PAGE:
Large-scale organizational change, such as seen through mergers and acquisitions, CEO succession, and corporate entrepreneurship, sometimes is necessary in order to allow firms to be competitive. However, such change can be unsettling to existing employees, producing considerable uncertainty, conflict, politics, and stress, and thus, must be managed very carefully. Unfortunately, to date, little research has examined the relationships among change efforts, perceptions of political environments, and employee stress reactions. We introduce a conceptual model that draws upon sensemaking theory and research to explain how employees perceive and interpret their uncertain environments, the politics in them, and the resulting work stress, after large-scale organizational change initiatives. Implications of our proposed conceptualization are discussed, as are directions for future research.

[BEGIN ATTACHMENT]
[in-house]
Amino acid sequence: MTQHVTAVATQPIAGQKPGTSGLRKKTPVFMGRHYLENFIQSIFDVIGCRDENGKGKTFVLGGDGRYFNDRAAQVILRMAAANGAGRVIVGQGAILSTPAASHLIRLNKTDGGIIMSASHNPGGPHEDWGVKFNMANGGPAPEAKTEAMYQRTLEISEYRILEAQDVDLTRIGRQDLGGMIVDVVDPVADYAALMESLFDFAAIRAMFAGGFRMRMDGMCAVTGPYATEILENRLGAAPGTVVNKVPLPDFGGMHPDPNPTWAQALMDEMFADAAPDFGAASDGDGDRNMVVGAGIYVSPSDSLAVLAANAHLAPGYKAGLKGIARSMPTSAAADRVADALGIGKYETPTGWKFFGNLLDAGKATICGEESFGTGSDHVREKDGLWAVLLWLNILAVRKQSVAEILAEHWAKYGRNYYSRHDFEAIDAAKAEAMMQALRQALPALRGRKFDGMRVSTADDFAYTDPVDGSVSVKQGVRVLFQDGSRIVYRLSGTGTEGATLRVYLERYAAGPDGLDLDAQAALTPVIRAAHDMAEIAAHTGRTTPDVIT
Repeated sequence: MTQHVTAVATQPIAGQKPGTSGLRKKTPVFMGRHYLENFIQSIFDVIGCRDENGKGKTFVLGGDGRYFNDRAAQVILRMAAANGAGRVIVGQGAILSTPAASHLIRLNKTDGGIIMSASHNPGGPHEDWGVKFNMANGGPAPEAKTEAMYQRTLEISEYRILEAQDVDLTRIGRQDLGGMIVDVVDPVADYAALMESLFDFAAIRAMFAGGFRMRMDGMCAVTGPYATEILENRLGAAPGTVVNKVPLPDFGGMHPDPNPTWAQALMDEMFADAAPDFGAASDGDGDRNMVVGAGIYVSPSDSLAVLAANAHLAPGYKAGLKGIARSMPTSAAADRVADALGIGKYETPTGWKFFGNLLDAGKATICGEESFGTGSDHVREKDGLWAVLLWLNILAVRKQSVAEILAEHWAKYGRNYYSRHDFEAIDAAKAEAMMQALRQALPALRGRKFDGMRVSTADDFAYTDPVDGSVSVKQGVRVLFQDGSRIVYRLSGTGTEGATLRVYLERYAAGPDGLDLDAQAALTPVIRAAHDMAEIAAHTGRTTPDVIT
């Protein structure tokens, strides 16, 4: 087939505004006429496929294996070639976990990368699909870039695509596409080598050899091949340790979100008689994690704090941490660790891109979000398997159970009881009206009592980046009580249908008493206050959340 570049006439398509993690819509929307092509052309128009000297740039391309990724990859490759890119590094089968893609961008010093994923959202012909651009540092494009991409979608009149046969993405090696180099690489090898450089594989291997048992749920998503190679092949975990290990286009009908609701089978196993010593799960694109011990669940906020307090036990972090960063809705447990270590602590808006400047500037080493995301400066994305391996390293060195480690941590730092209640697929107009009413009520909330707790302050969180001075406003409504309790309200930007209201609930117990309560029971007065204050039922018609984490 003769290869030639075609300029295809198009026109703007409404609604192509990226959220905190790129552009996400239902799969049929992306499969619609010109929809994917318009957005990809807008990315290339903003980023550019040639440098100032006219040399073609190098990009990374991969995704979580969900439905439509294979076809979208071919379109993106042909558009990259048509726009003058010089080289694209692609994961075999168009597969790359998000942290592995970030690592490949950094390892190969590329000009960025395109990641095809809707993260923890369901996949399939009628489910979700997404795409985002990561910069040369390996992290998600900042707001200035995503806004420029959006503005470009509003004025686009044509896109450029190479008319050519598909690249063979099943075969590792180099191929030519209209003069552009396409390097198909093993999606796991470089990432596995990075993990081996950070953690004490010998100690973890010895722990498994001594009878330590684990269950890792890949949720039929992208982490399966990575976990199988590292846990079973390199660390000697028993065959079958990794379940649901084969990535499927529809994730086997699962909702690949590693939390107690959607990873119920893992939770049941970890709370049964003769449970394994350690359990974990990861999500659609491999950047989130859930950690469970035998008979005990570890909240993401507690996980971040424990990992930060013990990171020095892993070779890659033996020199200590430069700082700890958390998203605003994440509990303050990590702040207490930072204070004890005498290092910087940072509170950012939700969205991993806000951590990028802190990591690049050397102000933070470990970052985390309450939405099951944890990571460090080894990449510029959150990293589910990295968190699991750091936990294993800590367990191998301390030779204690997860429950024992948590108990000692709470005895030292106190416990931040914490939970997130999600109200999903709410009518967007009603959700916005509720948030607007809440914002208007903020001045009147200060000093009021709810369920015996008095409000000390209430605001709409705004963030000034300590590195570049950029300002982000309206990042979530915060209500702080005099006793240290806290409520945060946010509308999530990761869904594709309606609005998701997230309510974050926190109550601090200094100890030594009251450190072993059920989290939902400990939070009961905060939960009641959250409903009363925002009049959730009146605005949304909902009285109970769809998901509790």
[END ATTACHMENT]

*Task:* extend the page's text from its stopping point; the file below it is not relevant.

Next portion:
DeGhetto, K., Russell, Z.A. and Ferris, G.R. (2017), "Organizational Change, Uncertainty, and Employee Stress: Sensemaking Interpretations of Work Environments and the Experience of Politics and Stress", Power, Politics, and Political Skill in Job Stress (Research in Occupational Stress and Well Being, Vol. 15), Emerald Publishing Limited, Bingley, pp. 105-135. https://doi.org/10.1108/S1479-355520170000015002
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